Question: You majored in accounting in college but you never worked in the accounting field. Instead, you became an investment advisor. If you never planned to become an accountant, why did you major in that subject?
Kevin Burns: In my view, accounting is the backbone of any business major in college. Being able to translate the information that a company provides, prepare a budget, understand the concept of revenues and expenses, and the like has been enormously helpful in my investment management business. Anyone majoring in any aspect of business needs that knowledge. I also liked being able to know I had the right answers on the tests that my accounting professors gave me when all the numbers added up properly.
Question: Why do you prefer to invest in the capital stock of a business rather than put your client’s money in other forms of investment such as gold or real estate?
KB: I think it is very important to diversify investments. In my world, that includes stocks as well as other types of investments. Of course, there is a place for investments in real estate, commodities, and the like. My personal preference is to invest only in very liquid assets; those—such as stocks—that can be turned into cash quickly. I like to know, even if I am investing for the long term, that I can sell my investments five minutes after I buy them should I change my mind. I simply prefer liquid investments. Real estate is not very liquid. Gold, of course, is liquid. However, while it has appreciated lately, it was around $800 an ounce when I was in high school and is now about $900 an ounce. If my clients earned a total return of 10 or 12 percent on their money over forty years, they would fire me.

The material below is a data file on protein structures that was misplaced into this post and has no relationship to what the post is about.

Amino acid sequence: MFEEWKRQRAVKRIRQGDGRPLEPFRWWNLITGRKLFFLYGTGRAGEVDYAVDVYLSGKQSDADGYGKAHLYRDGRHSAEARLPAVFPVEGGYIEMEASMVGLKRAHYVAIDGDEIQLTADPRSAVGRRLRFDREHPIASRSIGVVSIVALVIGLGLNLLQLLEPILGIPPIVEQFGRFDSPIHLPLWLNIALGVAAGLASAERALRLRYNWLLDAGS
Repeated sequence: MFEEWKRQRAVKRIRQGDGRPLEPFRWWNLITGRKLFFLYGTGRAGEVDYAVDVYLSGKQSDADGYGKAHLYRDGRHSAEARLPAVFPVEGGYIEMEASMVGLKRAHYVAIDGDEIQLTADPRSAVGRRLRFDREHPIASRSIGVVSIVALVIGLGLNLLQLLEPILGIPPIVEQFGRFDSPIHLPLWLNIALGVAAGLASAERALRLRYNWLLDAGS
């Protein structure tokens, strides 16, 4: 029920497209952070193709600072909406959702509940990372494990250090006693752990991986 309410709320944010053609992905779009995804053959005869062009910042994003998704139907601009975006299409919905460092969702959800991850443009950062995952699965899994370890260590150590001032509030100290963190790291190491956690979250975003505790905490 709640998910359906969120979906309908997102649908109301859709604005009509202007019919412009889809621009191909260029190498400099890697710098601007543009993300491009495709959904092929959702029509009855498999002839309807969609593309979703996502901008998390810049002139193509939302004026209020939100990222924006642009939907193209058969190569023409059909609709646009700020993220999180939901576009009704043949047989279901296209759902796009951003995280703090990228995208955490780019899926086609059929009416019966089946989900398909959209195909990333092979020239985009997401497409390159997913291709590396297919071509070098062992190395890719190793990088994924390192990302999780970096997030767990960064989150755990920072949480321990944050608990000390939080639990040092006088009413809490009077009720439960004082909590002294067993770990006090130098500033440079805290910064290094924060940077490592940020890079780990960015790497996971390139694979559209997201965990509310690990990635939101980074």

To students of financial accounting:
You have now read Chapter 1 "Why Is Financial Accounting Important?". What were the five points that you encountered in this chapter that seemed most important to you? A lot of information is provided here. What stood out as truly significant? After you make your choices, go to the following link and watch a short video clip where one of the authors will make an analysis of the top five points presented here in Chapter 1 "Why Is Financial Accounting Important?". You can learn the rationale for these picks and see whether you agree or disagree with the selections.
Joe talks about the five most important points in Chapter 1 "Why Is Financial Accounting Important?".
Ramon Sanchez is a loan officer at Washington Bank. He must decide whether or not to loan money to Medlock Corporation. Which of the following would Ramon most likely consider when making this decision?